Spectrummy Mummy

Asperger's, Allergies, and Adventures Abroad

Short Bus

with 4 comments

My baby rides the short bus to school, and I’m okay with it.  If you didn’t grow up here, you aren’t familiar with the network of yellow buses belonging to the school district that round up school-age children and ferry them from a convenient stop near their home to their schools.  It reduces traffic congestion, is kinder on the environment, and is safe and reliable.  It is free of charge.  It clearly signals a beginning and end to the school day for the many kids who need help with transitions.  If your child has special educational needs, it gets even better.  They pick-up steps away from your home (door-to-door service!) and usually carry an aide who makes sure your child is feeling safe and comfortable.

When Pudding first entered the school system, the members of the IEP meeting checked that we wanted these services.  Of course!  Who wouldn’t?  Well, bullying is a sad reality for many children, especially those who are different.  Many parents have grown up hearing the pejorative phrase “rides the short bus” to describe people with disabilities, especially mental retardation.  They don’t want that stigma for their child.

Coming from a place where we don’t have school buses, long or short, I just don’t have the same perception.  The stigma is an entirely cultural construct.  Maybe all stigmas are.  Pudding and Cubby are Third Culture Kids.  They will grow up taking aspects of their parents’ cultures, and those of the countries they will live in, and fuse them into their own unique understanding of the world.  Even in their country of birth, or their parents’ home countries, they are outsiders to the culture.  They need never know that there is a stigma attached to something as simple as transportation to their place of learning.

That isn’t good enough though.  We need to teach our children the value and beauty of difference.  We stop the stigma.  Spectrummy Daddy was in a conversation a couple of weeks ago with somebody who referenced a third party as “riding the short bus.”  I’m proud to say he stopped her, and let her know that his daughter rides the short bus every day.  If you don’t mean our kid, you mean one of her friends.  It isn’t okay.  I don’t think that person will use that phrase again without thinking of the hurt they unwittingly cause.

Is one person at a time good enough?  Sometimes it has to be.  Sometimes it is all we can do.  Sometimes though, ideas can take hold and make sweeping changes.  When I was growing up in England, the words “spaz” and “spastic” were commonly used as insults.  The politically correct era of the 90s saw that those words were revealed as damaging and harmful.  Altering our conception of those we were talking about.  I’m sure that somewhere you will still find people using those terms as insults, but by and large they have disappeared from the lexicon.  Change can happen.  In the US media, these terms, along with “retard” are still used.  Even in shows which purport to value diversity, main characters still use these words as insults.  So we start one at a time saying it is not okay, and one day it will stop.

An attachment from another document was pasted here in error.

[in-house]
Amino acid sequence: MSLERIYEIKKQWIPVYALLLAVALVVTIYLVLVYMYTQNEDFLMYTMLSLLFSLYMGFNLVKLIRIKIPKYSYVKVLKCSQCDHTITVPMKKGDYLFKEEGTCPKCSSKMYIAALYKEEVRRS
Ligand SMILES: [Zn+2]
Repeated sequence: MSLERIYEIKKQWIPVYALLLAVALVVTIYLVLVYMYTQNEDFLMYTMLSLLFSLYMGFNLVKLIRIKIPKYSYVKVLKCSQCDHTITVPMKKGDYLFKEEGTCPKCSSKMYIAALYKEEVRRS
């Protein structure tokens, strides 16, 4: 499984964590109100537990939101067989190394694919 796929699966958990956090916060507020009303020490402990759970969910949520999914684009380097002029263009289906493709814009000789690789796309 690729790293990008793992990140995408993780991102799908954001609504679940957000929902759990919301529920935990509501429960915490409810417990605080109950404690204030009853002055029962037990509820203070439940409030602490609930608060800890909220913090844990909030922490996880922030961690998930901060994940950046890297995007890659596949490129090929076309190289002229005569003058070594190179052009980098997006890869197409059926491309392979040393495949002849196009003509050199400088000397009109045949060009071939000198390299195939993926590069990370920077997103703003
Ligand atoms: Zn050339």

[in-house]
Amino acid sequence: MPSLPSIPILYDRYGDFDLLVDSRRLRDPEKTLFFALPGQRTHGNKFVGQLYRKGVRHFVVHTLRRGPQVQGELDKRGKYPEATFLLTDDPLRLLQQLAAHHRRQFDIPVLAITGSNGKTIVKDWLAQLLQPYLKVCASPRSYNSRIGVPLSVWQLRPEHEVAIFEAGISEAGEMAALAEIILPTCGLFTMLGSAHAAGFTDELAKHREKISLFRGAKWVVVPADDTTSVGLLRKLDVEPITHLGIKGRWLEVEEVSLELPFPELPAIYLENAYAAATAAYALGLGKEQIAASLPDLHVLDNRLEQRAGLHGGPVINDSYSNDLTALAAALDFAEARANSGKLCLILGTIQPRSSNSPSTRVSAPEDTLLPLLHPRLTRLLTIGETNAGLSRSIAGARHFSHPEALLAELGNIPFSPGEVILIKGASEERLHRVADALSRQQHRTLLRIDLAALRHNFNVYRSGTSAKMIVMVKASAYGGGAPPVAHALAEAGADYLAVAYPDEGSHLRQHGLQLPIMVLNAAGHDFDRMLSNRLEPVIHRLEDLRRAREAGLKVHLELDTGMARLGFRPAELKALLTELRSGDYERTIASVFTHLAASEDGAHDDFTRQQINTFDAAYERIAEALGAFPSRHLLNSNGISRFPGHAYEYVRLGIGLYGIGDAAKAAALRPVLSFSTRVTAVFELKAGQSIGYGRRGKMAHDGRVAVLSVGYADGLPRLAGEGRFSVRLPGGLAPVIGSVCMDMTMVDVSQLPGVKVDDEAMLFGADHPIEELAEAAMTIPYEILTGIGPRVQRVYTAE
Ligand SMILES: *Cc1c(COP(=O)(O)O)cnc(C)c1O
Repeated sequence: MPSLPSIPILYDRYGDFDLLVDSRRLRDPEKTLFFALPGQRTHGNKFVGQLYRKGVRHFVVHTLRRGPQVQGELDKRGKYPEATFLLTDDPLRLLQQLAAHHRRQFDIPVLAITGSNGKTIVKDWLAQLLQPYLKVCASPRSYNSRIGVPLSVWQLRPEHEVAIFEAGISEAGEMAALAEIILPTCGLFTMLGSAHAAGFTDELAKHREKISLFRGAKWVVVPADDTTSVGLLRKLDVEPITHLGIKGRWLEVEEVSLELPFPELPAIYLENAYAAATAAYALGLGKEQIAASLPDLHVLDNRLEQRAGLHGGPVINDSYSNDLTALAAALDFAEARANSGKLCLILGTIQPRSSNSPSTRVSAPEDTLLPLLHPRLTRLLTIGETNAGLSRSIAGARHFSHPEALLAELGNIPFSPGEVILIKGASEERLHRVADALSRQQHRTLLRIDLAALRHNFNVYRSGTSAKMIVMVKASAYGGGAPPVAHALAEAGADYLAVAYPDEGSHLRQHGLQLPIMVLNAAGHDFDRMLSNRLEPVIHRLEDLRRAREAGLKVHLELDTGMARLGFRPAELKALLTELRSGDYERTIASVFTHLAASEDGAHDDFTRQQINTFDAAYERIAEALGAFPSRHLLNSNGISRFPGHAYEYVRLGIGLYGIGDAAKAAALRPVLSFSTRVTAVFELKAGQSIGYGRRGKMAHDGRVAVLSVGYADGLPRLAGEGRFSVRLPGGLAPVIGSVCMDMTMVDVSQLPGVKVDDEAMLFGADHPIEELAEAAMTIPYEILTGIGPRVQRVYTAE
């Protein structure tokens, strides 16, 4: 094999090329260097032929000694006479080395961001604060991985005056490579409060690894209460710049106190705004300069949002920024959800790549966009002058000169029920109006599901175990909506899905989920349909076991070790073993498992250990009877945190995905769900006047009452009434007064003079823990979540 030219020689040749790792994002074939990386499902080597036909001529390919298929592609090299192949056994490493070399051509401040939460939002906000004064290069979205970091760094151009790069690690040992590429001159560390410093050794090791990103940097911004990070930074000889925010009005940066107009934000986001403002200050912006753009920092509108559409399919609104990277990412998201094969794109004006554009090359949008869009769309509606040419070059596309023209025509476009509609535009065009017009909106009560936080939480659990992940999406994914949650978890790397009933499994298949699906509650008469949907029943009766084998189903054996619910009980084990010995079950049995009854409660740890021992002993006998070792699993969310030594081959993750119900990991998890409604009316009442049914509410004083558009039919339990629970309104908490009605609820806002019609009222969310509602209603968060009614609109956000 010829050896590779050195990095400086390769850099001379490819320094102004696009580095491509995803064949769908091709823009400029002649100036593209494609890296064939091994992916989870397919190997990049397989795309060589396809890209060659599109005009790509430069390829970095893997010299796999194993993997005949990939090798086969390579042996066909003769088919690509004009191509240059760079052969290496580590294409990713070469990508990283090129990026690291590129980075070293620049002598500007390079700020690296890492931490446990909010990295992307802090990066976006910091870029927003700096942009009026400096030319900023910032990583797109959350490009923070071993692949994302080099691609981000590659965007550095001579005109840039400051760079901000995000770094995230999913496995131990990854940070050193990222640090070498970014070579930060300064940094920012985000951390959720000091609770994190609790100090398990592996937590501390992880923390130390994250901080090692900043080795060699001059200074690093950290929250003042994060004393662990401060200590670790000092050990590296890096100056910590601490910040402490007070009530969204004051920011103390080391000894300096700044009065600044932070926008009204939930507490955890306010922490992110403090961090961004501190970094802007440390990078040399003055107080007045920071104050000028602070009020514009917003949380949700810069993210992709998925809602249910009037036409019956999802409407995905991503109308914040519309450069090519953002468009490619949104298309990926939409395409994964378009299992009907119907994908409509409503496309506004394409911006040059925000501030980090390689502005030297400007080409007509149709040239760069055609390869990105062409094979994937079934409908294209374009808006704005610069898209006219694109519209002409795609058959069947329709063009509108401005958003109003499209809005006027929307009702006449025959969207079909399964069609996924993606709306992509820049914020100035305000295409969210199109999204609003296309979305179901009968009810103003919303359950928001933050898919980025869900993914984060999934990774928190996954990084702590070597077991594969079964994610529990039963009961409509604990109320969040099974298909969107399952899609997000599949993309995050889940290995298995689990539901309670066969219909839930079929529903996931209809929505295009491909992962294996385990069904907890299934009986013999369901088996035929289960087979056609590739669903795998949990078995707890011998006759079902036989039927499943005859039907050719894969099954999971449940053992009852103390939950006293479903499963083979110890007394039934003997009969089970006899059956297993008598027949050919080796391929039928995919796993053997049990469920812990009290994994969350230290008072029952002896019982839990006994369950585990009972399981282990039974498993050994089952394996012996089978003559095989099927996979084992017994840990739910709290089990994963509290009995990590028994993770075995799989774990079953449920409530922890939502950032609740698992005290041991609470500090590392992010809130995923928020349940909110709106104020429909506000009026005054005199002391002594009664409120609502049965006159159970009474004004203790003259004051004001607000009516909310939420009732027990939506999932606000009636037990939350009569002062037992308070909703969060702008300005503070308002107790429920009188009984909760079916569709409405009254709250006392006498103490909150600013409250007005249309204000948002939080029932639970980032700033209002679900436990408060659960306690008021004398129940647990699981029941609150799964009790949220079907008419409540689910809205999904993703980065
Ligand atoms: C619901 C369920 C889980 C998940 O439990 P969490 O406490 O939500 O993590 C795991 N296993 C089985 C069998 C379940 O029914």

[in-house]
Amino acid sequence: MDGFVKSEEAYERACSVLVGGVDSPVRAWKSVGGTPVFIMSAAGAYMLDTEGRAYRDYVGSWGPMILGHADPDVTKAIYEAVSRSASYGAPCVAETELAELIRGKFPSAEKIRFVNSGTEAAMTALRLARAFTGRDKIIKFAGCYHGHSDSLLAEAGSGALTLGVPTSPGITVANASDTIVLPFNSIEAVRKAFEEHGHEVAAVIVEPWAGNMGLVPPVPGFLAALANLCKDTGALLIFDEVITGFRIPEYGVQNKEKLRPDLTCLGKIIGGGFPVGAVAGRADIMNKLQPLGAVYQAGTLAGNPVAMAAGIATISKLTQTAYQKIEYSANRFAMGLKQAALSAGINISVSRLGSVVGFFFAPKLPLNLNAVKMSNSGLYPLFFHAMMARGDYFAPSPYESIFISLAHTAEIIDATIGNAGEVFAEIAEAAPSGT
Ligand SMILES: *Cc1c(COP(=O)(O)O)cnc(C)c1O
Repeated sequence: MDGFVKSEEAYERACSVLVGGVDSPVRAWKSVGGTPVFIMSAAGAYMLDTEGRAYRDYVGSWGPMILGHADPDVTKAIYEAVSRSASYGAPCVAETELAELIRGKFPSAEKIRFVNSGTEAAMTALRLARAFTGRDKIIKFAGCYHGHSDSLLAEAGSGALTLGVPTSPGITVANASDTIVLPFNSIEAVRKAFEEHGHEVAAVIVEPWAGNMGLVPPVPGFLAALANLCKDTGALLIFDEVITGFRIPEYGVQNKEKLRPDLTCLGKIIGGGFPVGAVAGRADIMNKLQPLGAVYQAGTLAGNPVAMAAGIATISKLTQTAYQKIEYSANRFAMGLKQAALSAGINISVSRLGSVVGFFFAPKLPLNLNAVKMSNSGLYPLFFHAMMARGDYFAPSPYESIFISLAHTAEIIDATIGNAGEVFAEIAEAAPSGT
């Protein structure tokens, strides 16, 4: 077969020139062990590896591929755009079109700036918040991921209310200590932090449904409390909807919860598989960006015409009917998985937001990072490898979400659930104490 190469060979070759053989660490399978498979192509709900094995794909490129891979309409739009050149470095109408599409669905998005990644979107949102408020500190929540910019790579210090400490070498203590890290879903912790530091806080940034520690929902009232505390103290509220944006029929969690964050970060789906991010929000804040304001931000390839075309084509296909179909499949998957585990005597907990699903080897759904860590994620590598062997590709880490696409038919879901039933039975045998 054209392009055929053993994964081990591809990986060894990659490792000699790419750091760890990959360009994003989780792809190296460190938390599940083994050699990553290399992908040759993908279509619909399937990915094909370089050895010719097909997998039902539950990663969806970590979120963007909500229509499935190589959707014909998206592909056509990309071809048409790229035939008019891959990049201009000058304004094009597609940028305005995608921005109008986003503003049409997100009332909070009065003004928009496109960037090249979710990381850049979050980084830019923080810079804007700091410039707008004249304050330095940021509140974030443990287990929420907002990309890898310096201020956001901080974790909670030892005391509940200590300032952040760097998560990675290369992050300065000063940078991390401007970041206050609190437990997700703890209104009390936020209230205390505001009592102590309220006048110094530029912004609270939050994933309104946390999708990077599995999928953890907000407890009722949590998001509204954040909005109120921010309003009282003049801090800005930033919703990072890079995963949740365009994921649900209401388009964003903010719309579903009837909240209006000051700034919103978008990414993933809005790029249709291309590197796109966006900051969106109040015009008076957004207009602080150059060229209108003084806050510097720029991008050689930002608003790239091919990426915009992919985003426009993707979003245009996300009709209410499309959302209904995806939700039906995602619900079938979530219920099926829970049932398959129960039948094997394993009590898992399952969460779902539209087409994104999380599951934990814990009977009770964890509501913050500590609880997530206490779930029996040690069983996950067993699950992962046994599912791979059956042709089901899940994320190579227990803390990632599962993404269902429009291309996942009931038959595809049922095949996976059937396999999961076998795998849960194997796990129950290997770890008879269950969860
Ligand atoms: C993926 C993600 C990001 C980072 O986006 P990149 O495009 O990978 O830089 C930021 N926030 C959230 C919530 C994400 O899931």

At their tender age Pudding and her friends know nothing of such stigma, and ride their bus to school blissfully unaware of future insults.  Even without the stigma, I didn’t always find it so easy to put her on the school bus.  Her first day of school, she was so excited to ride the bus.  She was wearing her ‘school dress‘ and had her backpack on.  She was ready.  But I wasn’t.  That was the first time she had ever left me.  As she blew me a kiss, she placed her hand on the window out towards me.  That hand in all her three years had never looked so tiny.

So yeah, my baby rides the short bus and I’m okay with it…most of the time.

Written by Spectrummy Mummy

July 21, 2010 at 10:07 am

4 Responses

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  1. You’re absolutely right, that people should be called out on these terms like “retarded” and such. I used that word frequently until a friend of mine told me it bothered her because of a specific situation with her child. I didn’t know any better, and had she not voiced her hurt over the matter I would have continued using it and continued hurting people unwittingly.


    July 22, 2010 at 5:46 pm

    • Thanks Faiqa. I think we’ve all done it before- not thought about the consequences of words we use. Thanks for stopping by my blog!


      July 22, 2010 at 6:18 pm

  2. […] of the silence of shame and stigma.  I’m talking about my children, and this wonderful community we all belong to.  I just […]

  3. […] time of year, to look back and reflect.  Some big things have happened this year, like my girl starting school a few years before we’d anticipated, in a classroom we’d never have planned.  Like […]

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